Tuesday, 23 July 2013
This isle is full of noises.
Be not afeard. The isle is full of noises,
Sounds and sweet airs that give delight and hurt not.
Sometimes a thousand twangling instruments
Will hum about mine ears, and sometime voices
That, if I then had waked after long sleep,
Will make me sleep again; and then, in dreaming,
The clouds methought would open, and show riches
Ready to drop upon me, that when I waked,
I cried to dream again.
I've been building a toolkit of free online apps for making media. The Planet Birdsong project I'm working on (unsurprisingly) needs to handle sound files. Searching for tools and functionality that support sound, I'm struck by how much less well-served sound in comparison to video. Free video hosts abound, online video editors fairly common - Youtube has its own simple editor and Vimeo has a new one in the pipeline - video can be embedded most places. Not so for sound. I can only find one, albeit excellent, online editing app - Twisted Wave. It integrates with Google Drive and Soundcloud but it's in beta at present and will undoubtedly cost some when launched.
All over the place you'll find links to the Aviary suite of programmes which offered an excellent collection of creativity apps, including the Myna sound editor and Roc (geddit) which enabled you to mix loops into original, copyright free music. But that was closed down last September.
I'm rather fond of the applet Record Mp3 which will produce an mp3 recording you can download or link to, at the click of a couple of buttons but the sound can't be edited and it has no embeddable audio player. And speaking of embedding. Google appear to think audio is below their consideration. Blogger has no ability to simply insert audio, nor does Google Sites, Drive needs an external app added to play sound files (I like this one), you can't add sound to their slideshows, nor yet, disappointingly, is the recently launched Google Maps Engine Lite able to add sounds to maps.
Audacity still reigns supreme for free offline sound editing. Maybe that's the problem - for a piece of completely free software it is so excellent it puts off competition. Though, that said, I've recently been playing with Music Editor Free which is good, has a slicker user interface than Audacity but only exports files in wave format which are often just too large to use easily online.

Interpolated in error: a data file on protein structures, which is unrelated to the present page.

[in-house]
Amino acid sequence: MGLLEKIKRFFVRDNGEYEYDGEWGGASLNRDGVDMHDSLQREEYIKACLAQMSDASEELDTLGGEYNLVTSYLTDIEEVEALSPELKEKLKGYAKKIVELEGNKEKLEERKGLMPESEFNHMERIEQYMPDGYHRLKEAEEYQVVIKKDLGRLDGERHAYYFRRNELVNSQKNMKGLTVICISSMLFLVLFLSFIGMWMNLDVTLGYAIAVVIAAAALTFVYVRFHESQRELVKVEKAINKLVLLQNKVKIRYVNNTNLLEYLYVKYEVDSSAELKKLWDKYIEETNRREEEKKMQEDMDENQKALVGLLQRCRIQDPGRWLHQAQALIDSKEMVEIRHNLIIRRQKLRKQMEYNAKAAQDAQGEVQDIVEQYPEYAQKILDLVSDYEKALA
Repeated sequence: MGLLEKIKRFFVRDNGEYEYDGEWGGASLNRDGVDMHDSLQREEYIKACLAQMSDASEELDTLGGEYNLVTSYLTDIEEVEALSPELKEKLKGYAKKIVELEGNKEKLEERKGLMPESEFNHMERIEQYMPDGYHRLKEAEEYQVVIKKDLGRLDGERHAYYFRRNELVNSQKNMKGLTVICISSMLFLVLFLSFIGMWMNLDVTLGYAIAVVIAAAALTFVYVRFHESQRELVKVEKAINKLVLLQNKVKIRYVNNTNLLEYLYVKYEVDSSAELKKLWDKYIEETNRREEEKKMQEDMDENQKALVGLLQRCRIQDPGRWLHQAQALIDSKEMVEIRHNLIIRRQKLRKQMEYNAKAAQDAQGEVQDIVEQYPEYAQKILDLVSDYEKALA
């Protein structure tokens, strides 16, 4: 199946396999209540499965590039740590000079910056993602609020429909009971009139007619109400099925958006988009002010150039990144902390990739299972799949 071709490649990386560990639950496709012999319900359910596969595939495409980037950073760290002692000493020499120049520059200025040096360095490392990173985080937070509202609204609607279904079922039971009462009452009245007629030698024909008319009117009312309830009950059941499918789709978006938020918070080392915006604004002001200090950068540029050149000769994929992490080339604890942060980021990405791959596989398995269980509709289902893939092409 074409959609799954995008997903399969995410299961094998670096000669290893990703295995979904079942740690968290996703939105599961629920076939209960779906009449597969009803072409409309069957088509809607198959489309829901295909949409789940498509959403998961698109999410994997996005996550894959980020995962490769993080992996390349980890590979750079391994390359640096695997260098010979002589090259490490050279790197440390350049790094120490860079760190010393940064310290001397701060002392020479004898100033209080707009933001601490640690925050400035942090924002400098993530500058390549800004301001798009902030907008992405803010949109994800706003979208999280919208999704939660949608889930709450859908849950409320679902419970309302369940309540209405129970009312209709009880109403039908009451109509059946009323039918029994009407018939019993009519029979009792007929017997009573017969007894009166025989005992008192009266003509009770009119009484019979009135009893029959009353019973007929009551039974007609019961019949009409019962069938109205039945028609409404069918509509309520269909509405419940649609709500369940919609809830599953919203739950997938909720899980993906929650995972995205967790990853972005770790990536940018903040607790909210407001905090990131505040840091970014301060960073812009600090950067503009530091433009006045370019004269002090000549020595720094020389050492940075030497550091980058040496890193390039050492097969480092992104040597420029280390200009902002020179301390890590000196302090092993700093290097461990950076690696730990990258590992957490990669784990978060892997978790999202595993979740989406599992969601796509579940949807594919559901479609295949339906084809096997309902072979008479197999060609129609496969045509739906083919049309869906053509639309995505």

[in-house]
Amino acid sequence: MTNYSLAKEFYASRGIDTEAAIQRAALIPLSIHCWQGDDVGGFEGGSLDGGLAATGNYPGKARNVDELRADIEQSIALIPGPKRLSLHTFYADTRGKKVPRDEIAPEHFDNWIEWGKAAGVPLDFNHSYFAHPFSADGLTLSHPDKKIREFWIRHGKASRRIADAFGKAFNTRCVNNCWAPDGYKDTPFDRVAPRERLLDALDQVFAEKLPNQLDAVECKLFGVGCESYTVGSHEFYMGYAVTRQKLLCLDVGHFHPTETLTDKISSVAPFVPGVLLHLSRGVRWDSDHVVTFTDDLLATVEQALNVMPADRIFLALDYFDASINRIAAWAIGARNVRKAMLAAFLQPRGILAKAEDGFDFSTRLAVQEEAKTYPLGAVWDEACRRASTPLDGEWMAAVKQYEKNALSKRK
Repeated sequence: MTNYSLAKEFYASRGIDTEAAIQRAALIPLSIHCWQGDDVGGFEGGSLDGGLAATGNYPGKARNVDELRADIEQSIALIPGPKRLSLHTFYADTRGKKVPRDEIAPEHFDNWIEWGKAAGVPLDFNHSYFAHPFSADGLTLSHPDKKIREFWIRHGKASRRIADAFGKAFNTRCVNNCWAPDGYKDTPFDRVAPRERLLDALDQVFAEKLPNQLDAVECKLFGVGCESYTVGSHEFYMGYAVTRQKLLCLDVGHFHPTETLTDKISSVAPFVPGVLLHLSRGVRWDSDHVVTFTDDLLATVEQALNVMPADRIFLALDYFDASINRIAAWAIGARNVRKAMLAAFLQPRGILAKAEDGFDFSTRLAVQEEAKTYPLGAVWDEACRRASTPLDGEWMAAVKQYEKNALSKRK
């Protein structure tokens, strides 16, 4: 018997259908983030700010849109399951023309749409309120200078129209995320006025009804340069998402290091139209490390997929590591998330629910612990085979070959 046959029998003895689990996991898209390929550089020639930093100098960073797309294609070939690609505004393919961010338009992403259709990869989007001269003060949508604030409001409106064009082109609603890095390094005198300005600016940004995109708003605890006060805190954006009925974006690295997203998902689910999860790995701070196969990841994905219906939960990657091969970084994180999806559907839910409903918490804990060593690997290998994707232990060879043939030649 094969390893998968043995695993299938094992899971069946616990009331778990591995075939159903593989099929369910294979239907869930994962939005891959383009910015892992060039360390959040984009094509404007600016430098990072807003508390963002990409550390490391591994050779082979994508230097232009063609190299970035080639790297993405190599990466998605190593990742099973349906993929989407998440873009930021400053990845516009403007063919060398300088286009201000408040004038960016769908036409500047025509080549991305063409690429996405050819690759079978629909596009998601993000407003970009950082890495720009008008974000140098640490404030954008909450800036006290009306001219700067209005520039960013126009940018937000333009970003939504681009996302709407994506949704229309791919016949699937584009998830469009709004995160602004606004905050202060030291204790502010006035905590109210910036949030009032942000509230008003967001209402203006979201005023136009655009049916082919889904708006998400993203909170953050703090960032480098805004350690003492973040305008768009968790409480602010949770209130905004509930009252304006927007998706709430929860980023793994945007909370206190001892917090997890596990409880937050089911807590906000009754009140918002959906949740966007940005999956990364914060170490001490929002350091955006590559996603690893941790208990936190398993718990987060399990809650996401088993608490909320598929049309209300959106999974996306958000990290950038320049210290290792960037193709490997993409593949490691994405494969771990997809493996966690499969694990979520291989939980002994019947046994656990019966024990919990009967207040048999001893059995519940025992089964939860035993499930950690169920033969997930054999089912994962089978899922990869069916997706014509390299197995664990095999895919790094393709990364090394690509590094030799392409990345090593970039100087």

The big beast in the world of online audio hosts is SoundCloud. You'll doubtless recognise their embeddable widgets like the one below. I've downloaded and played with half a dozen Android sound recording/editing apps on my phone and none of them are quite up to snuff, but SoundCloud's new-ish, free, phone app is impressive. It allows for simple trimming of clips and then uploads straight from your phone. Should you have no internet connection the files are saved and upload when you enter a wifi zone. The disadvantage is that, should you wish to edit your file further, you will need to download, open in Audacity and re-upload. This where Twisted Wave app comes in: you simply add the URL for the SoundCloud file and it will open ready for editing. Do your edit and send it back as a new file to Soundcloud. The lovely piece was normalised and cropped using Twisted Wave.
In a friend's garden, earnestly trying out recording procedures for workshops, I was tiptoeing closer to record the call of a Green Woodpecker when this sound started up in a neighbouring garden. Irritation turned to delight when I noticed the workman with the saw had a bright green mohican and was cutting lumps out of a piece of wood...metamorphosis?